The 'Handbook' has proved to be the single-most important influence on the responses of the diverse range of countries, providing both clearly stated concepts as well as detailed technical details and recommendations which are capable of straight-forward translocation into road design. This has enabled the crucial outcome of the implications and mitigation of impacts to be considered at all stages of project development and implementation. That is, full integration into the road design process.

The efficacy of the European approach can be seen in its practical responses to the three-stage process of minimising impact: first, avoid (sensitive sites or local disturbances); then mitigate (any impacts, usually through the construction of fauna passages); and, as a last resort, compensate (unavoidable impacts by careful off-setting or financial recompense).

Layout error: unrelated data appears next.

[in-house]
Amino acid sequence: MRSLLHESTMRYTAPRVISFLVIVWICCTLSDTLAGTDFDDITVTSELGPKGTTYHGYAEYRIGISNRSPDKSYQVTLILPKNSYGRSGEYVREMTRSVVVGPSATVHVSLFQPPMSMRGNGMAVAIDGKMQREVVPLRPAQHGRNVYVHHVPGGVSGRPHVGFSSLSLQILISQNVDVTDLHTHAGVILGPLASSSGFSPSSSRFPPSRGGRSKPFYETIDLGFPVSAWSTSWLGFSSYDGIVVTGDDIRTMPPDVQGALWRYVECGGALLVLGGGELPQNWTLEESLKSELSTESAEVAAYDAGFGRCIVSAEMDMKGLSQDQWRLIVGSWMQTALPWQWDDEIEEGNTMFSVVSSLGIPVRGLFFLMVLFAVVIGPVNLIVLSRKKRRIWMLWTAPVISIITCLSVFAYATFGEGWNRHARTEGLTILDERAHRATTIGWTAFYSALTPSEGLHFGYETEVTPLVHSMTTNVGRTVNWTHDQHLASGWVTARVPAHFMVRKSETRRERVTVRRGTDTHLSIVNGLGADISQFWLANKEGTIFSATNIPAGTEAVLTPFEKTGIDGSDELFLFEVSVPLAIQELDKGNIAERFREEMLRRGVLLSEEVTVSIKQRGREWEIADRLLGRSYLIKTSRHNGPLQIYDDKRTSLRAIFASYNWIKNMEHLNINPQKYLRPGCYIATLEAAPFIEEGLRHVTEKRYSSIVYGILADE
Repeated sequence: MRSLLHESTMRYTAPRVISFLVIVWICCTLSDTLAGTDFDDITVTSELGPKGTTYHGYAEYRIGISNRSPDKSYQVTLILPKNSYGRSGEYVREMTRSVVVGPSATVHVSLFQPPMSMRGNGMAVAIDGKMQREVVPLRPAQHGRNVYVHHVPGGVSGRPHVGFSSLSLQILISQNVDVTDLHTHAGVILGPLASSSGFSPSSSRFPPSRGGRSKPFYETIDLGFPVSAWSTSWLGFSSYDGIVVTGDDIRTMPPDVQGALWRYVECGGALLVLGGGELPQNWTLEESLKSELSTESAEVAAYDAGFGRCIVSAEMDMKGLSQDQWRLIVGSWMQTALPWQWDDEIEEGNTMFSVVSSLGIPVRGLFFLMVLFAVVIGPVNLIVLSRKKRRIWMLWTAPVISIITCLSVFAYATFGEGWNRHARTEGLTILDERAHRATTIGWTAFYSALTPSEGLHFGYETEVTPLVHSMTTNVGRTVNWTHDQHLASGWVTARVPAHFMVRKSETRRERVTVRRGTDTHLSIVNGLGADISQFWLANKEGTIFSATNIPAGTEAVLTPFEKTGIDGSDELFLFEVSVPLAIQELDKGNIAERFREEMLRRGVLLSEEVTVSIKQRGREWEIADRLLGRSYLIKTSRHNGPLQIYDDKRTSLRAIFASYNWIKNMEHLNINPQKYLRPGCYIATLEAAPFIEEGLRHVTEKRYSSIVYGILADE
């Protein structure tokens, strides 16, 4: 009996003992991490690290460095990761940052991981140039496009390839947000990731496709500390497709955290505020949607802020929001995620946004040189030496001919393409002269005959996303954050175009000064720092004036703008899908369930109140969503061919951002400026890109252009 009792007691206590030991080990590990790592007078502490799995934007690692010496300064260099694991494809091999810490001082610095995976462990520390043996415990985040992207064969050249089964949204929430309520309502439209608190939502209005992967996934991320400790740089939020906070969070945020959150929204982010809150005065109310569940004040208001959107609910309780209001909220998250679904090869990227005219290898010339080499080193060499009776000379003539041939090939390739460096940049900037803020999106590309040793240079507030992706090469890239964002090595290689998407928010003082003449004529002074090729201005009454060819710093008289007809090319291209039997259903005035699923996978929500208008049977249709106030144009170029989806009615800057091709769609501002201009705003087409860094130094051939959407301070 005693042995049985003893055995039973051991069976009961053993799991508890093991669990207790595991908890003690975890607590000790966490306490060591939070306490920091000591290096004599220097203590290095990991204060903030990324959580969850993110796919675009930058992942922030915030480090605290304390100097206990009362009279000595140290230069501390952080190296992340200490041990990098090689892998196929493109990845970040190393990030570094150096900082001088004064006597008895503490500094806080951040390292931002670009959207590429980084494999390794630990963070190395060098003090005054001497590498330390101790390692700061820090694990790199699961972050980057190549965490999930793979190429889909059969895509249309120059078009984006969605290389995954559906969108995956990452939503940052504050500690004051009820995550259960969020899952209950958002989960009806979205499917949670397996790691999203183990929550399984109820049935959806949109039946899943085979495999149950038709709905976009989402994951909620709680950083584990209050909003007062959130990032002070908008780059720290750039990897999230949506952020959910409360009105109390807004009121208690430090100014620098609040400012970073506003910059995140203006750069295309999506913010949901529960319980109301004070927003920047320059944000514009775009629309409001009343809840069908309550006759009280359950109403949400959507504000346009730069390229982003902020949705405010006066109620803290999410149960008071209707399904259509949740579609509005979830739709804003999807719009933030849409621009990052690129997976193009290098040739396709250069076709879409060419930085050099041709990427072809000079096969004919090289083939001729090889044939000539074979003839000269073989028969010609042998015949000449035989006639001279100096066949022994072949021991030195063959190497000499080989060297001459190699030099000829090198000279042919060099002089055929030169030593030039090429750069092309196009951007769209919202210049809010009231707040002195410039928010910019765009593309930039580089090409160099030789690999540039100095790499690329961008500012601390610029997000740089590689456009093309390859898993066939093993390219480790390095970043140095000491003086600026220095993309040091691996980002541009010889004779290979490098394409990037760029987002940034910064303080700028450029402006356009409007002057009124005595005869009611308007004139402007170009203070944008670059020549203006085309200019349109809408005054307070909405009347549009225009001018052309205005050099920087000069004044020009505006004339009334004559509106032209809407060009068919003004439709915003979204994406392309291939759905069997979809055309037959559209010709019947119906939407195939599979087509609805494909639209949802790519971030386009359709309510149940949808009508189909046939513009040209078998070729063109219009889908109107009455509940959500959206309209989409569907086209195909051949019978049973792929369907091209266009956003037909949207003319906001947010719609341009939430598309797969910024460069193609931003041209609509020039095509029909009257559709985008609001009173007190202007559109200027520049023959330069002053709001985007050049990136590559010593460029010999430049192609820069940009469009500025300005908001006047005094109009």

Avoidance of sensitive sites can be attempted at both the route alignment phase and at the local scale, the latter involving a range of design options that ensure that impacts on sensitive sites (especially watercourses) are entirely eliminated (such as through broad avoidance bridging). The most effective and impressive of all such structures are undoubtedly the new-generation viaducts. Although the primary driver for the installation of these extremely expensive structures has been the necessity for very flat roads, carefully considered pillar-centric construction techniques have dramatically reduced disturbance to the land below. The extensive use of tunnelling has also had many biodiversity benefits.

The mitigation of impacts has certainly become the most active area of development and innovation, with many engineering solutions being employed with the overall aim of de-fragmentation by enabling the safe movement of animals across roads. Underpasses are now routinely designed to fit specific target species, and are increasingly placed in relatively high densities (every 300m is recommended). Various raised platforms - either included in the design or retro-fitted - are also commonplace now.